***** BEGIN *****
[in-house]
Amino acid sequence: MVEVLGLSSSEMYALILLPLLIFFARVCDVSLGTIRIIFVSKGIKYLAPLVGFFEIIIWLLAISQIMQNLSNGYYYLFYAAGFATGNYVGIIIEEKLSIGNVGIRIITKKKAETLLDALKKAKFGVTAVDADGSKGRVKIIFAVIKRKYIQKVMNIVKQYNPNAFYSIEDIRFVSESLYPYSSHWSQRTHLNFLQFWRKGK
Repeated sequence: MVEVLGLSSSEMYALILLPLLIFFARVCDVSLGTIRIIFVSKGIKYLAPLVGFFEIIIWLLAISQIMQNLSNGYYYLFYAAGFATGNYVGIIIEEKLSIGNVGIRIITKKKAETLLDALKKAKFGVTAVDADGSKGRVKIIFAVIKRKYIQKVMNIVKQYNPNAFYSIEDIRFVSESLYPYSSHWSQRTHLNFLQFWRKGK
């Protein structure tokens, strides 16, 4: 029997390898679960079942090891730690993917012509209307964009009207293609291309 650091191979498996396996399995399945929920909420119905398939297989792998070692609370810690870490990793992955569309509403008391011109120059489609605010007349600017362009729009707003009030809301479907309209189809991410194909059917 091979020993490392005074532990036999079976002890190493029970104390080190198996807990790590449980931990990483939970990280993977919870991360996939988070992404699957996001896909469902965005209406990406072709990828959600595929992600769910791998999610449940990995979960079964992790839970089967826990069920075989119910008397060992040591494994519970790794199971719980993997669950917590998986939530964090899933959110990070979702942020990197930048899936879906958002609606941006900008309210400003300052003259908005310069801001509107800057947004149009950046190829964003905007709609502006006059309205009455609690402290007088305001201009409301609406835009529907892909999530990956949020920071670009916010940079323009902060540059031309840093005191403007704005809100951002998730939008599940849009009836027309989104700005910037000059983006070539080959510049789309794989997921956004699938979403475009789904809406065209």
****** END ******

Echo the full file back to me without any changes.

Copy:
[in-house]
Amino acid sequence: MVEVLGLSSSEMYALILLPLLIFFARVCDVSLGTIRIIFVSKGIKYLAPLVGFFEIIIWLLAISQIMQNLSNGYYYLFYAAGFATGNYVGIIIEEKLSIGNVGIRIITKKKAETLLDALKKAKFGVTAVDADGSKGRVKIIFAVIKRKYIQKVMNIVKQYNPNAFYSIEDIRFVSESLYPYSSHWSQRTHLNFLQFWRKGK
Repeated sequence: MVEVLGLSSSEMYALILLPLLIFFARVCDVSLGTIRIIFVSKGIKYLAPLVGFFEIIIWLLAISQIMQNLSNGYYYLFYAAGFATGNYVGIIIEEKLSIGNVGIRIITKKKAETLLDALKKAKFGVTAVDADGSKGRVKIIFAVIKRKYIQKVMNIVKQYNPNAFYSIEDIRFVSESLYPYSSHWSQRTHLNFLQFWRKGK
């Protein structure tokens, strides 16, 4: 029997390898679960079942090891730690993917012509209307964009009207293609291309 650091191979498996396996399995399945929920909420119905398939297989792998070692609370810690870490990793992955569309509403008391011109120059489609605010007349600017362009729009707003009030809301479907309209189809991410194909059917 091979020993490392005074532990036999079976002890190493029970104390080190198996807990790590449980931990990483939970990280993977919870991360996939988070992404699957996001896909469902965005209406990406072709990828959600595929992600769910791998999610449940990995979960079964992790839970089967826990069920075989119910008397060992040591494994519970790794199971719980993997669950917590998986939530964090899933959110990070979702942020990197930048899936879906958002609606941006900008309210400003300052003259908005310069801001509107800057947004149009950046190829964003905007709609502006006059309205009455609690402290007088305001201009409301609406835009529907892909999530990956949020920071670009916010940079323009902060540059031309840093005191403007704005809100951002998730939008599940849009009836027309989104700005910037000059983006070539080959510049789309794989997921956004699938979403475009789904809406065209």